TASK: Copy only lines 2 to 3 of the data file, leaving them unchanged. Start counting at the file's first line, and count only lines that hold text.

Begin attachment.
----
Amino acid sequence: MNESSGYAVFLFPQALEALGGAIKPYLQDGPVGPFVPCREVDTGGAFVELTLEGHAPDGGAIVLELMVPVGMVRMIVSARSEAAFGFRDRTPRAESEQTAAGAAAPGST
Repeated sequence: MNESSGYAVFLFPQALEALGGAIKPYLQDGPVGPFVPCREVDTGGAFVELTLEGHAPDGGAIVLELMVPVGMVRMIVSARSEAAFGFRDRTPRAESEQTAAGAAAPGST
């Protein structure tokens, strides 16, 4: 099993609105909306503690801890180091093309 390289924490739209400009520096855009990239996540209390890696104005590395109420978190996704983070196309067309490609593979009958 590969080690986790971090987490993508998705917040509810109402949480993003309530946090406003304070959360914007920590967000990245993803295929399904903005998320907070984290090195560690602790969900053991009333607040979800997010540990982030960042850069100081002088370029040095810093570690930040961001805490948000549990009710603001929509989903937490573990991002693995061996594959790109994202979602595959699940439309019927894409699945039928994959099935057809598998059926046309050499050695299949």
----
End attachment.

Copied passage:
Repeated sequence: MNESSGYAVFLFPQALEALGGAIKPYLQDGPVGPFVPCREVDTGGAFVELTLEGHAPDGGAIVLELMVPVGMVRMIVSARSEAAFGFRDRTPRAESEQTAAGAAAPGST
């Protein structure tokens, strides 16, 4: 099993609105909306503690801890180091093309 390289924490739209400009520096855009990239996540209390890696104005590395109420978190996704983070196309067309490609593979009958 590969080690986790971090987490993508998705917040509810109402949480993003309530946090406003304070959360914007920590967000990245993803295929399904903005998320907070984290090195560690602790969900053991009333607040979800997010540990982030960042850069100081002088370029040095810093570690930040961001805490948000549990009710603001929509989903937490573990991002693995061996594959790109994202979602595959699940439309019927894409699945039928994959099935057809598998059926046309050499050695299949």